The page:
In Science this week, MIT neuroscientist Susumu Tonegawa and colleagues describe their recent research illuminating the biological mechanisms behind the sensation of déjà vu. (The journal paper is locked up, but there’s a good Scientific American account of the research.) The authors conclude that a set of neurons located in the hippocampus — specifically in [...] Read more – ‘New research on the brain mechanisms for déjà vu’.
Here’s the full déjà vu story, for those who don’t have a Times account: July 2, 2006 Déjà Vu, Again and Again By EVAN RATLIFF Pat Shapiro is a vibrant woman of 77, with silver hair, animated blue eyes and a certain air of elegance about her. She lives with her husband, Don, in a [...] Read more – ‘Full déjà vu story’.
Left out of my recent story on déjà vecu were some of the more interesting studies trying to create déjà vu-like sensations in a laboratory, in order to better understand what causes the everyday version of the phenomenon. Akira O’Connor, a grad student of Chris Moulin (the déjà vecu researcher in the article) has had [...] Read more – ‘Inducing déjà vu in the lab’.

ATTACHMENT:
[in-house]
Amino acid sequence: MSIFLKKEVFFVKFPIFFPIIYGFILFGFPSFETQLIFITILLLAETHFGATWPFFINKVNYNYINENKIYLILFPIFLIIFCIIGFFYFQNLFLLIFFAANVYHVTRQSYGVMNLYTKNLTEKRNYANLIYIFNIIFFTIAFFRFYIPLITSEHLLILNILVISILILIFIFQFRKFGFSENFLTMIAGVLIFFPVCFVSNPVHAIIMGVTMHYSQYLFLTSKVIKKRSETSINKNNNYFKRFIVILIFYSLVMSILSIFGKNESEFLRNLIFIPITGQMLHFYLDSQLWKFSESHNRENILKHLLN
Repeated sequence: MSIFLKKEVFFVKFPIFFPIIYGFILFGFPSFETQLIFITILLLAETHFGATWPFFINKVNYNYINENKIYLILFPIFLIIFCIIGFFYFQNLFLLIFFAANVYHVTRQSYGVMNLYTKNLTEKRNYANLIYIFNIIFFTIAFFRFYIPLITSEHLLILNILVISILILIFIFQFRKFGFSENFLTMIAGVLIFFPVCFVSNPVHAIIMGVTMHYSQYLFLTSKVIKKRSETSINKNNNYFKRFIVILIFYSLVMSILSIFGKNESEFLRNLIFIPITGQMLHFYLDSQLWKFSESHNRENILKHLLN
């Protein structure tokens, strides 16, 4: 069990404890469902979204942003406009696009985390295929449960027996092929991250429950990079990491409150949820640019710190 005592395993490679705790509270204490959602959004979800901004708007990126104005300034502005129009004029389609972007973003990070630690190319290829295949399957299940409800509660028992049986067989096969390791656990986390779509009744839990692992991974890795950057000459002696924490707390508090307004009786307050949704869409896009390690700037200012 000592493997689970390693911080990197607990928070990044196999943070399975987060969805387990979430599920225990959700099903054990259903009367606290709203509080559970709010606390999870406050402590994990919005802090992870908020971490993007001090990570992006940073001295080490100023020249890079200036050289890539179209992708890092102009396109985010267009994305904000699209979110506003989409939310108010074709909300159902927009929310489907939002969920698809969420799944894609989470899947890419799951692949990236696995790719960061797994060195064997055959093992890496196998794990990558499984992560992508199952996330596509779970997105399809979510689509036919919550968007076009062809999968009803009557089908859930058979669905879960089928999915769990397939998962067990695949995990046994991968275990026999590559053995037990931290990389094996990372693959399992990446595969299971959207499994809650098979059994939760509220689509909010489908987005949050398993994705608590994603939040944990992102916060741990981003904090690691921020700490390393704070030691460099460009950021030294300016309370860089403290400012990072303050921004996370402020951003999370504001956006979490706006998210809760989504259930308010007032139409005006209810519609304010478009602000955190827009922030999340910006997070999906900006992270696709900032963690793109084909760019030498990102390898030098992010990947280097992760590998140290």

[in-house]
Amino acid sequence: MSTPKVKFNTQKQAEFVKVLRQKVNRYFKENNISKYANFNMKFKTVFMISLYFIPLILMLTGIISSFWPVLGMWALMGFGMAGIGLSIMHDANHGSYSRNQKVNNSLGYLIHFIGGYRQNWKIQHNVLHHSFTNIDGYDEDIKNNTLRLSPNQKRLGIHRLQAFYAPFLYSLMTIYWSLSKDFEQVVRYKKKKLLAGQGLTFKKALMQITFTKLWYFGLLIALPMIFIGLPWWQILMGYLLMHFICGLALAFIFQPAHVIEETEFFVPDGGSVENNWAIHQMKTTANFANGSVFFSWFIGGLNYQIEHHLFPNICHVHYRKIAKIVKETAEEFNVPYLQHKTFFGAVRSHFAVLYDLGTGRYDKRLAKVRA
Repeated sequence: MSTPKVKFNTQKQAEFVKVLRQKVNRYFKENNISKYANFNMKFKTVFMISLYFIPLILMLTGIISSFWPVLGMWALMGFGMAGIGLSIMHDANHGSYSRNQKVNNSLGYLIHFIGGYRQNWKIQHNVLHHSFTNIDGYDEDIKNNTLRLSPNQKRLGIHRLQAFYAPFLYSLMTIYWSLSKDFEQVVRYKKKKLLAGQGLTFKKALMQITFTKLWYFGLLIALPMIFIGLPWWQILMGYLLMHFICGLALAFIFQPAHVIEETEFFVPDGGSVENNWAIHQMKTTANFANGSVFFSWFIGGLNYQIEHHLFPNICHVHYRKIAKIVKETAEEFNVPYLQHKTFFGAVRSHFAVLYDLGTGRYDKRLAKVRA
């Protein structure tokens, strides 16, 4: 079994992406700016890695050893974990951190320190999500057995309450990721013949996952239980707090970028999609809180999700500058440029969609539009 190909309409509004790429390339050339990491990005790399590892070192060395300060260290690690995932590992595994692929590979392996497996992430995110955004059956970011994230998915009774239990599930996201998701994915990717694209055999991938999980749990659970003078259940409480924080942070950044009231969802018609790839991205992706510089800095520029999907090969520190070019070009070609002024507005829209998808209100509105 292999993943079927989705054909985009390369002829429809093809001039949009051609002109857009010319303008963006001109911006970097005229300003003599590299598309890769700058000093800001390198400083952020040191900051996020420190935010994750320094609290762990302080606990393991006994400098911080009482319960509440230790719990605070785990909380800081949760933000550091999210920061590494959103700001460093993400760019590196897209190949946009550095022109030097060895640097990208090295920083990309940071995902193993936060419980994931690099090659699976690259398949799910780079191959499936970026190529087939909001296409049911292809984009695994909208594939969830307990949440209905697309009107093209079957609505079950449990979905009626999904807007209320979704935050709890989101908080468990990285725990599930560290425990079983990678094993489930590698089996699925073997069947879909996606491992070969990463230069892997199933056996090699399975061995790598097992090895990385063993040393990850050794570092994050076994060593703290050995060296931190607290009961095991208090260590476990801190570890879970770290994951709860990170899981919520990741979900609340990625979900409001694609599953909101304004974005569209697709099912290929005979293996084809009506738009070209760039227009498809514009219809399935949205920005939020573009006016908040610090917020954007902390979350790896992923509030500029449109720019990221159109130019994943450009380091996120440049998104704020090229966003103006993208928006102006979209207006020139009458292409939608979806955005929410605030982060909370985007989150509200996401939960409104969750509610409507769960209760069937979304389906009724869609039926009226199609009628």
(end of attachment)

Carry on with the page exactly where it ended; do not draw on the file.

The worst thing about researching or writing about déjà vu? The jokes. “It’s f*&#ing terrible,” Chris Moulin said when I asked him about the barrage of déjà vu humor faced by any scientist who decides to tackle it as a serious scientific topic. Even I’ve pretty much heard them all over the last couple of [...] Read more – ‘Let me guess…It’s almost like you’ve read this before’.
The story I’ve been working on for the last few months, about déjà vu and an associated condition called déjà vecu, is out this weekend in the New York Times Magazine. It’s also available on their site here, I’ll post the whole story back here in a week. I’ll also be posting some stuff that [...] Read more – ‘Déjà vu, Again and Again’.